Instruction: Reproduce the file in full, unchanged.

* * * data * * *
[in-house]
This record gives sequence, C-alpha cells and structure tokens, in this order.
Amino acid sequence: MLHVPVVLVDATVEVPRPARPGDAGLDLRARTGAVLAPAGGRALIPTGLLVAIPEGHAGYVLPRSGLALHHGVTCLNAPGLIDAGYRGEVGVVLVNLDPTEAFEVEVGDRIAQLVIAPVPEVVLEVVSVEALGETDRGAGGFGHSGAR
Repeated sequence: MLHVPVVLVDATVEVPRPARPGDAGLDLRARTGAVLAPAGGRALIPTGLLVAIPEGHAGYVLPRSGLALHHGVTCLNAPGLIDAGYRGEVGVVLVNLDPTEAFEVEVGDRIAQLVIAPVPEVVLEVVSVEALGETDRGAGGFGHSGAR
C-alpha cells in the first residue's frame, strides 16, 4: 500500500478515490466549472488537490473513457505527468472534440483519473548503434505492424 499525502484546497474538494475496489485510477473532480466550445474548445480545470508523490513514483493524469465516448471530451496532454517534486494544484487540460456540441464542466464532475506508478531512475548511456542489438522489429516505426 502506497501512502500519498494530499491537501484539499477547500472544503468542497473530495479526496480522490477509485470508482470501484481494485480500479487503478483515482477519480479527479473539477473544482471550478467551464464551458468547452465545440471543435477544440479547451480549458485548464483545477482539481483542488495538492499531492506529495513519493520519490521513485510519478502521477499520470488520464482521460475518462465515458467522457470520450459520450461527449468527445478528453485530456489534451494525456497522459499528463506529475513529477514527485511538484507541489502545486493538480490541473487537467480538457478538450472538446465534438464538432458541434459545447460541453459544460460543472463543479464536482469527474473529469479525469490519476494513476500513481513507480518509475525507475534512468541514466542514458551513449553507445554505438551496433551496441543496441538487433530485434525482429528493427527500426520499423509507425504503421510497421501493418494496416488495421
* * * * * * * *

[in-house]
This record gives sequence, C-alpha cells and structure tokens, in this order.
Amino acid sequence: MLHVPVVLVDATVEVPRPARPGDAGLDLRARTGAVLAPAGGRALIPTGLLVAIPEGHAGYVLPRSGLALHHGVTCLNAPGLIDAGYRGEVGVVLVNLDPTEAFEVEVGDRIAQLVIAPVPEVVLEVVSVEALGETDRGAGGFGHSGAR
Repeated sequence: MLHVPVVLVDATVEVPRPARPGDAGLDLRARTGAVLAPAGGRALIPTGLLVAIPEGHAGYVLPRSGLALHHGVTCLNAPGLIDAGYRGEVGVVLVNLDPTEAFEVEVGDRIAQLVIAPVPEVVLEVVSVEALGETDRGAGGFGHSGAR
C-alpha cells in the first residue's frame, strides 16, 4: 500500500478515490466549472488537490473513457505527468472534440483519473548503434505492424 499525502484546497474538494475496489485510477473532480466550445474548445480545470508523490513514483493524469465516448471530451496532454517534486494544484487540460456540441464542466464532475506508478531512475548511456542489438522489429516505426 502506497501512502500519498494530499491537501484539499477547500472544503468542497473530495479526496480522490477509485470508482470501484481494485480500479487503478483515482477519480479527479473539477473544482471550478467551464464551458468547452465545440471543435477544440479547451480549458485548464483545477482539481483542488495538492499531492506529495513519493520519490521513485510519478502521477499520470488520464482521460475518462465515458467522457470520450459520450461527449468527445478528453485530456489534451494525456497522459499528463506529475513529477514527485511538484507541489502545486493538480490541473487537467480538457478538450472538446465534438464538432458541434459545447460541453459544460460543472463543479464536482469527474473529469479525469490519476494513476500513481513507480518509475525507475534512468541514466542514458551513449553507445554505438551496433551496441543496441538487433530485434525482429528493427527500426520499423509507425504503421510497421501493418494496416488495421